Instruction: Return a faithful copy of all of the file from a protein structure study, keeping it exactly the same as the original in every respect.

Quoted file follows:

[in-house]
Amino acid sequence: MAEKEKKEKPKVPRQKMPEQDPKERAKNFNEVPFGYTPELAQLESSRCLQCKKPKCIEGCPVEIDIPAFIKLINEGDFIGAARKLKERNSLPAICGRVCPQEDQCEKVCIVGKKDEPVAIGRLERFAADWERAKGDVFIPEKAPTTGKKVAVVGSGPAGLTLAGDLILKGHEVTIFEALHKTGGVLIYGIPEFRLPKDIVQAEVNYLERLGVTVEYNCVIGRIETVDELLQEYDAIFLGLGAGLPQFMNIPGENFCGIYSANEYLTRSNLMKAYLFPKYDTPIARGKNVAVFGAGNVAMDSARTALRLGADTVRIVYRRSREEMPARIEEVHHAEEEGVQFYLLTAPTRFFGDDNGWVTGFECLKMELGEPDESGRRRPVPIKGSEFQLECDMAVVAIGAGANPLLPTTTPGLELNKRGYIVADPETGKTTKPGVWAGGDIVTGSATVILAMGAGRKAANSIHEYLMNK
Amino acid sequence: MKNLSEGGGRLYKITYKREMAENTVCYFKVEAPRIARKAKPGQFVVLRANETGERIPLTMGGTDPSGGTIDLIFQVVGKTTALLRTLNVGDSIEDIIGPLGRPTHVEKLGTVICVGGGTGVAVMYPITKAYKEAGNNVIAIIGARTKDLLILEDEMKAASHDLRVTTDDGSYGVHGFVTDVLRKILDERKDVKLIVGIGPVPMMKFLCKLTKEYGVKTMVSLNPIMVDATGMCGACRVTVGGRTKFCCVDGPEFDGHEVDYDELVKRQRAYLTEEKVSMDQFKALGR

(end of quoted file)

[in-house]
Amino acid sequence: MAEKEKKEKPKVPRQKMPEQDPKERAKNFNEVPFGYTPELAQLESSRCLQCKKPKCIEGCPVEIDIPAFIKLINEGDFIGAARKLKERNSLPAICGRVCPQEDQCEKVCIVGKKDEPVAIGRLERFAADWERAKGDVFIPEKAPTTGKKVAVVGSGPAGLTLAGDLILKGHEVTIFEALHKTGGVLIYGIPEFRLPKDIVQAEVNYLERLGVTVEYNCVIGRIETVDELLQEYDAIFLGLGAGLPQFMNIPGENFCGIYSANEYLTRSNLMKAYLFPKYDTPIARGKNVAVFGAGNVAMDSARTALRLGADTVRIVYRRSREEMPARIEEVHHAEEEGVQFYLLTAPTRFFGDDNGWVTGFECLKMELGEPDESGRRRPVPIKGSEFQLECDMAVVAIGAGANPLLPTTTPGLELNKRGYIVADPETGKTTKPGVWAGGDIVTGSATVILAMGAGRKAANSIHEYLMNK
Amino acid sequence: MKNLSEGGGRLYKITYKREMAENTVCYFKVEAPRIARKAKPGQFVVLRANETGERIPLTMGGTDPSGGTIDLIFQVVGKTTALLRTLNVGDSIEDIIGPLGRPTHVEKLGTVICVGGGTGVAVMYPITKAYKEAGNNVIAIIGARTKDLLILEDEMKAASHDLRVTTDDGSYGVHGFVTDVLRKILDERKDVKLIVGIGPVPMMKFLCKLTKEYGVKTMVSLNPIMVDATGMCGACRVTVGGRTKFCCVDGPEFDGHEVDYDELVKRQRAYLTEEKVSMDQFKALGR